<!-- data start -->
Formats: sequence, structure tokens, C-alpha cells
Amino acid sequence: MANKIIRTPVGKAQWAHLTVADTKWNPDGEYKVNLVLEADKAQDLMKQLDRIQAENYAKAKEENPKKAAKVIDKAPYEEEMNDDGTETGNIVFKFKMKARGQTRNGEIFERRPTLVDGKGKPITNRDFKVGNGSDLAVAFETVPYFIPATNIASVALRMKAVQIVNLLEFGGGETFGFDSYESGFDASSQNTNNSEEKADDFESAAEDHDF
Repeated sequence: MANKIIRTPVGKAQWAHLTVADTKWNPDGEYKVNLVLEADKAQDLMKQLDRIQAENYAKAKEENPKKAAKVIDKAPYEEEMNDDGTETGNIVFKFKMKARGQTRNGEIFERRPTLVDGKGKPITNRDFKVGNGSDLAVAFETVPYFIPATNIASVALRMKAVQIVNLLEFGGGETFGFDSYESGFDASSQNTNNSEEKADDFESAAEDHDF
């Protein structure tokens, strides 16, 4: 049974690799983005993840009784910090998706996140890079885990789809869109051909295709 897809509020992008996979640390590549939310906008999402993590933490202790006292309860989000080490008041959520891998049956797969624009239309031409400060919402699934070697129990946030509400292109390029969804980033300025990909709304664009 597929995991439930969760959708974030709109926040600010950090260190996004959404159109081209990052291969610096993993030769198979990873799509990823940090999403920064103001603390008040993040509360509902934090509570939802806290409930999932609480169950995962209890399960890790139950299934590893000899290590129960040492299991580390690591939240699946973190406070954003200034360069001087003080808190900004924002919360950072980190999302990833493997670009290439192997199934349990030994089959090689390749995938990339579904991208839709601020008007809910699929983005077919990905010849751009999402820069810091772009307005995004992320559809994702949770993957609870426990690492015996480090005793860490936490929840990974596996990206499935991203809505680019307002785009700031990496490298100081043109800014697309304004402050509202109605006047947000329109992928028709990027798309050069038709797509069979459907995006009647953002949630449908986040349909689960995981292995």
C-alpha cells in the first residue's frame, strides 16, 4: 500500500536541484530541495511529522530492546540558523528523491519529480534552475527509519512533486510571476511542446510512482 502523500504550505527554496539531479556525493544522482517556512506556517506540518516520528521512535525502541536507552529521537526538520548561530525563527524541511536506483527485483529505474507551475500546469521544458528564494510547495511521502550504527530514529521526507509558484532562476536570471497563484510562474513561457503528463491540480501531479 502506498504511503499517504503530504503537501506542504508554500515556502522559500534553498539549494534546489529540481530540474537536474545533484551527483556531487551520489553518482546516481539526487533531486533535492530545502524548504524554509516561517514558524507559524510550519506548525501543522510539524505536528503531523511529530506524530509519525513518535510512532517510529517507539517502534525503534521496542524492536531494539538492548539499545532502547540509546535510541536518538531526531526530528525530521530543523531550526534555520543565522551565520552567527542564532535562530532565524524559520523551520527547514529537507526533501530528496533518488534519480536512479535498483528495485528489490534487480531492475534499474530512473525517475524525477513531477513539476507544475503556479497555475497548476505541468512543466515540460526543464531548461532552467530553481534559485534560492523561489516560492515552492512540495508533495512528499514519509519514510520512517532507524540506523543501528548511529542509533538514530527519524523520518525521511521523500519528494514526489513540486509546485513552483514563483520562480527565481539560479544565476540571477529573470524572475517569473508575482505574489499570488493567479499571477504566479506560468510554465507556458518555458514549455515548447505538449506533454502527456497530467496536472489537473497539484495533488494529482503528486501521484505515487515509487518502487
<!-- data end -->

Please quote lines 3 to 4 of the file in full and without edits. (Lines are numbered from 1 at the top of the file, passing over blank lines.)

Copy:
Repeated sequence: MANKIIRTPVGKAQWAHLTVADTKWNPDGEYKVNLVLEADKAQDLMKQLDRIQAENYAKAKEENPKKAAKVIDKAPYEEEMNDDGTETGNIVFKFKMKARGQTRNGEIFERRPTLVDGKGKPITNRDFKVGNGSDLAVAFETVPYFIPATNIASVALRMKAVQIVNLLEFGGGETFGFDSYESGFDASSQNTNNSEEKADDFESAAEDHDF
């Protein structure tokens, strides 16, 4: 049974690799983005993840009784910090998706996140890079885990789809869109051909295709 897809509020992008996979640390590549939310906008999402993590933490202790006292309860989000080490008041959520891998049956797969624009239309031409400060919402699934070697129990946030509400292109390029969804980033300025990909709304664009 597929995991439930969760959708974030709109926040600010950090260190996004959404159109081209990052291969610096993993030769198979990873799509990823940090999403920064103001603390008040993040509360509902934090509570939802806290409930999932609480169950995962209890399960890790139950299934590893000899290590129960040492299991580390690591939240699946973190406070954003200034360069001087003080808190900004924002919360950072980190999302990833493997670009290439192997199934349990030994089959090689390749995938990339579904991208839709601020008007809910699929983005077919990905010849751009999402820069810091772009307005995004992320559809994702949770993957609870426990690492015996480090005793860490936490929840990974596996990206499935991203809505680019307002785009700031990496490298100081043109800014697309304004402050509202109605006047947000329109992928028709990027798309050069038709797509069979459907995006009647953002949630449908986040349909689960995981292995």